Once again, Seth Lerer leaves me wanting more.
Despite my fascination with practically everything Lerer touches on, I was able to isolate one topic that intrigued me the most; that the study of language not only represents culture and history, but that it reveals so much about our individual selves. Lerer states that “the study of the word reveal[s] not just a history of culture but a history of self” (3). He adds, “how, through individual imagination, [people] transformed […] resources into something uniquely personal” (3). And, although this next set of quotes contributes to his book’s overall purpose, I found that Lerer’s underlying message reflected my own personal reasons for falling in love with studying English: “to understand language […] it is necessary to understand history” and that “language is a form of social behavior central to our past and present lives” (4).
Of course, the study of English also has several focus topics that Lerer discusses, including spelling, pronunciation, and grammar, all of which contribute to the history behind language. One example of this is that English spelling is historical, but it is also etymological, meaning that spelling preserves early word forms. It does this despite the fact that the word may “no longer correspond to current speech” (5). In spelling, we have collected “souvenirs” from each generation’s travel through time.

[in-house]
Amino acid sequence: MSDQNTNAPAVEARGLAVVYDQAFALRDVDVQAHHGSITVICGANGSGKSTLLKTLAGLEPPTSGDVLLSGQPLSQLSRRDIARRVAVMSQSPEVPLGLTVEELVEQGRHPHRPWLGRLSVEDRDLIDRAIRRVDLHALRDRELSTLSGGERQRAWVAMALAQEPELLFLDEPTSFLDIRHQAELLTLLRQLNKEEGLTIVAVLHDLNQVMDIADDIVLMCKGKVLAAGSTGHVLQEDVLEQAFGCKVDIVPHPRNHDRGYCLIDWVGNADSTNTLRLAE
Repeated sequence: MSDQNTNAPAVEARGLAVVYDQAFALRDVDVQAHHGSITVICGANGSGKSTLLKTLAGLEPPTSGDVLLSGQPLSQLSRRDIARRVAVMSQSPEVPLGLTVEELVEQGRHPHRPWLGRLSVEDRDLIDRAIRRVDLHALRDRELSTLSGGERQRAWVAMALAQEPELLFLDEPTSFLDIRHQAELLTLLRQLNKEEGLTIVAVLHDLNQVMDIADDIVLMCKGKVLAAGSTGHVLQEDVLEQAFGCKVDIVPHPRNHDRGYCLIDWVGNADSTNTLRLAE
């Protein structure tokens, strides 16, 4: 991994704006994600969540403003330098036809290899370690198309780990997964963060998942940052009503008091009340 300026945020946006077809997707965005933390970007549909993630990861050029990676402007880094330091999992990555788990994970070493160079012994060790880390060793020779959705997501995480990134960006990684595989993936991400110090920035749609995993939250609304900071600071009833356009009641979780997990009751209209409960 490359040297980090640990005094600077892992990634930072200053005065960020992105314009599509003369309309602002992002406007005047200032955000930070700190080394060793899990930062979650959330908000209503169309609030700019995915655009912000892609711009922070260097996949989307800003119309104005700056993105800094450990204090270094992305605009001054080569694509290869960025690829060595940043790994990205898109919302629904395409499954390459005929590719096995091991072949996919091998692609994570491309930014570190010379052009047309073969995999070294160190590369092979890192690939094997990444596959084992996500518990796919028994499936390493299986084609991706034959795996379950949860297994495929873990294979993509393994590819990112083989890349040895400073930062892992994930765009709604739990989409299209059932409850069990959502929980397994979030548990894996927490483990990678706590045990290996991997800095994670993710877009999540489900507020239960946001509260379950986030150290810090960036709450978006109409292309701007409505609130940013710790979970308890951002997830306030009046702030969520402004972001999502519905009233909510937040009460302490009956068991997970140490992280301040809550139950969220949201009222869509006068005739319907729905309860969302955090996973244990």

The desire to strengthen the connection that we have to ourselves on a deeper and more personal level can certainly be fulfilled by studying language. As Lerer states, when we wonder why people don’t speak English “properly”, what we are really asking is, “why doesn’t anybody understand me” (258)? I suppose I never really thought about how this human tendency, to feel misunderstood, may have more relevance to language than to the more obvious, psychology, philosophy, etc.. It is because of Lerer’s statements that I have a more concrete reason to explain my passion for English. Every day, I put a concerted effort towards the discovery and maintenance of balance; arguably, balance in life is balance in self.
Lerer’s primary goal is writing this book is “to illuminate: to bring light into language and to life” (3). I know that when I am feeling a particular way, I crave particular songs, quotes, books, or essays that will hopefully be able to give me some clarity on said particular issue. I believe that what Lerer is saying is that to bring light into language, is to bring a greater understanding for how and why certain elements (within that language) mean certain things to certain people at certain times. To bring light into life is to bring clarity into our existence, and though the answers we seek are often difficult to find, an illuminated path can only work in our favor.